Film review: ‘The Fourth Phase’ distorts the essence of snowboarding

Four years after the release of The Art of Flight, one of the most well-known collaborations between professional snowboarder Travis Rice and Red Bull Media House, fans experienced their next project in cinematic excellence.

With the addition of Brain Farm. The Fourth Phase premiered to a full house at the Boulder Theater in early October. After the popularity and success of The Art of Flight, The Fourth Phase was set to be another huge success. But did it live up to expectations?

It would be wrong to say that The Fourth Phase was not incredible cinematography, or that it didn’t stoke people out. In fact, a lot of people loved it.

“The Fourth Phase embodied the true passion behind snowboarding,” CU student Cooper Branham said at the premier. “It shows every step of the process and the work that goes into planning a trip to areas that have never been ridden before.”

On the flip side, there is another circle within the snowboard community that disapproved of, and were even disgusted by, this film. Criticism ranged from it being boring and slow, to claiming that there was not enough snowboarding. Some even thought that The Fourth Phase was disheartening, rendering the sport less raw. Many say it doesn’t inspire either—snowboarders didn’t feel like any of the tricks were achievable.

In other words, The Fourth Phase did not encapsulate what filming snowboard movies should be about.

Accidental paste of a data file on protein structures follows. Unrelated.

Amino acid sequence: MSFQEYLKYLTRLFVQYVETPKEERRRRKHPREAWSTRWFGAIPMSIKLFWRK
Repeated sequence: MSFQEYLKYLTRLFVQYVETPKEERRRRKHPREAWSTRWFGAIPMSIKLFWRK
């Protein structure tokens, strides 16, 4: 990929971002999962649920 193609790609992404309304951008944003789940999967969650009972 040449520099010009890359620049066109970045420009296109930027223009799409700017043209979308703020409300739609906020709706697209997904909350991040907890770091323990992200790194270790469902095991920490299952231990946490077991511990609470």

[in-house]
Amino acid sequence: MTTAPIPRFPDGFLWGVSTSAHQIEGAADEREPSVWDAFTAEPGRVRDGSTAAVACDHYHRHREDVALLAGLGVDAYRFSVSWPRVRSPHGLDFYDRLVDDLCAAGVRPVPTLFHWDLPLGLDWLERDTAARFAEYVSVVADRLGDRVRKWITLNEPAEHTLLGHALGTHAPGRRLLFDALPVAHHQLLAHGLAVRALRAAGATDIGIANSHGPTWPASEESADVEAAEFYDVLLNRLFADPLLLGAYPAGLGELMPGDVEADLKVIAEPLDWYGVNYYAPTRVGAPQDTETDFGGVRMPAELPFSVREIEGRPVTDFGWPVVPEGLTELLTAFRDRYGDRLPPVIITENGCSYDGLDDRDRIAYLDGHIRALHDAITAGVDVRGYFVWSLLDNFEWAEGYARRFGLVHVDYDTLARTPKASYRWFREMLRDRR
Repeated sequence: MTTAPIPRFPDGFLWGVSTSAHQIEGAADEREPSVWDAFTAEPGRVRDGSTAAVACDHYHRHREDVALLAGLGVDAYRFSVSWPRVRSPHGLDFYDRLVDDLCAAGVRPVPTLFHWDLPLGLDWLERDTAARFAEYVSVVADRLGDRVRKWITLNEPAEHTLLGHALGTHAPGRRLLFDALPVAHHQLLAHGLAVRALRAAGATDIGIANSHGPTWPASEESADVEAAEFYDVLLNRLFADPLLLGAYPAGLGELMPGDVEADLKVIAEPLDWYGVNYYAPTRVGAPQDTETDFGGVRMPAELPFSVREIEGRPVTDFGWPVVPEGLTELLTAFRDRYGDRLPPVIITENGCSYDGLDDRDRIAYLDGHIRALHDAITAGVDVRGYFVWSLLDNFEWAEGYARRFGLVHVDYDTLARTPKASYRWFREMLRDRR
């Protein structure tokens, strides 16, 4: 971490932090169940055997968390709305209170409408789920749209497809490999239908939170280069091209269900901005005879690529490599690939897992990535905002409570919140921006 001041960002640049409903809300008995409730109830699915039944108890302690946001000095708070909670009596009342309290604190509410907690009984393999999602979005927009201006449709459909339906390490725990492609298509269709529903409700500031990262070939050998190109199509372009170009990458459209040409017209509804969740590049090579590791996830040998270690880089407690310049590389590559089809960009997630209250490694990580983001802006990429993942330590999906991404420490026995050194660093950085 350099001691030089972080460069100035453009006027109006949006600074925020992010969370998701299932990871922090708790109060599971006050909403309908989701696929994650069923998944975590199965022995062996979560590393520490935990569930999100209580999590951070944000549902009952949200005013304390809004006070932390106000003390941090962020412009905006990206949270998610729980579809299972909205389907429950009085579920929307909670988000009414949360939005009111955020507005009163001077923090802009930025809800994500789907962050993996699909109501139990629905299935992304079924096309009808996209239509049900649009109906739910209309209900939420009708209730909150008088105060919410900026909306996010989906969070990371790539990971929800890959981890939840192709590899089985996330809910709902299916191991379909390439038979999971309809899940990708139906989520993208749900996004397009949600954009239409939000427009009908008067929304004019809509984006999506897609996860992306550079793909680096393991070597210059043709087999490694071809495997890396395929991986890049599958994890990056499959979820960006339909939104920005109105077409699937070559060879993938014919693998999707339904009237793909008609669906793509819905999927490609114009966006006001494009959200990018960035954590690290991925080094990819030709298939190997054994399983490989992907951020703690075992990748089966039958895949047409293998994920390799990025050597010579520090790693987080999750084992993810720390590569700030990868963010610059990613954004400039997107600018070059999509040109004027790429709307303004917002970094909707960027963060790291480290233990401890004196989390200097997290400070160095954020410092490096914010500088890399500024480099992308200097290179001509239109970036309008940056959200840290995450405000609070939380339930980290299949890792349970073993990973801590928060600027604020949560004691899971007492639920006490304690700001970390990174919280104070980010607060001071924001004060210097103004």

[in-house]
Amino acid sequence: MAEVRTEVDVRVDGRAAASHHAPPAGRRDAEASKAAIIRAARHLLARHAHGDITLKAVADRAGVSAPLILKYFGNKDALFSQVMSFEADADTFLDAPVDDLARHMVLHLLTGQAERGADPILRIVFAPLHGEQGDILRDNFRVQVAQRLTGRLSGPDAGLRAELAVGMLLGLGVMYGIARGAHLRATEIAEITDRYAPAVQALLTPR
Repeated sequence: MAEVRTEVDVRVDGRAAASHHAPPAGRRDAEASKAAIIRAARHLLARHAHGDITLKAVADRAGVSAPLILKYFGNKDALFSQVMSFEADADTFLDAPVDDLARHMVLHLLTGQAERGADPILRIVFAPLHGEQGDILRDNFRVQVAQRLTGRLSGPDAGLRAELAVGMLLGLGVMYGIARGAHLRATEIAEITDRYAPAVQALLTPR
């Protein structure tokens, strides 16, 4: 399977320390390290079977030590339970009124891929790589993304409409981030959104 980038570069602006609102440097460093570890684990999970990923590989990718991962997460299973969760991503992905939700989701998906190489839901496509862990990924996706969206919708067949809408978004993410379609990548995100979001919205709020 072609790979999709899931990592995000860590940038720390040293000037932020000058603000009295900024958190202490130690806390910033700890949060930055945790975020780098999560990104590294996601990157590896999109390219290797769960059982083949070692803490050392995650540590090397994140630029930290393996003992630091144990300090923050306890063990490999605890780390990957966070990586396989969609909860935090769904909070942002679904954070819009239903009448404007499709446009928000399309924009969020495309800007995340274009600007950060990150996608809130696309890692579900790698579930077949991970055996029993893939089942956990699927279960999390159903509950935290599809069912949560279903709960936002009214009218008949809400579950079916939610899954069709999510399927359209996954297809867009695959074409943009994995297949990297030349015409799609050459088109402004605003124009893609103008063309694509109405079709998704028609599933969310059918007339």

What this part of the community wanted is to see some real snowboarding. There was some damn good snowboarding in this film, but it was concealed between walls of sailing shots, dramatic voice-overs and clips of snowflakes.

The variety of reactions to The Fourth Phase stem from a division within the snowboarding community itself. Polarized opinions are rooted within deeply different aspects of the culture—the very reasons why people fell in love with snowboarding in the first place.

Personally, I found The Fourth Phase unrelatable and stale. The only people in the world who can spend four years making a snowboard movie, where they fly to any country they desire, to ride some of the steepest and sketchiest lines in the world, are the dudes in that movie. While the final product of this effort is (cinematically) awesome, it makes snowboarding seem like an untouchable, unreachable performance to be observed rather than emulated.

In reality, snowboarding is just the opposite. All you need is a board, some boots and the cooperation of nature to immerse yourself in the awe-inspiring culture that is snowboarding.

Now, The Fourth Phase appealed to a mass audience, so membership in snowboarding culture wasn’t a prerequisite to enjoying this film. As good and lovely as that is, it makes a statement about the snowboard community: As tricks progress, contests extend, and the number of riders grows, snowboarding will becomes less of an art and more of a sport. That’s exactly what its core participants want to avoid.

Snowboarding is about creative freedom, self-expression and simply having fun. It’s never had the elitist flavor of other sports. This raw style is being lost with every competition solely based on the number of flips and spins a rider can complete, and movies like The Fourth Phase are not helping. If we leave snowboarding to the pros, there would be nothing left for the rest of us.

Contact CU Independent Writer Julia Spadaro at julia.spadaro@colorado.edu.

Julia Spadaro

Julia is a Journalism major. She likes to draw, snowboard, listen to music, and hang out with her friends.

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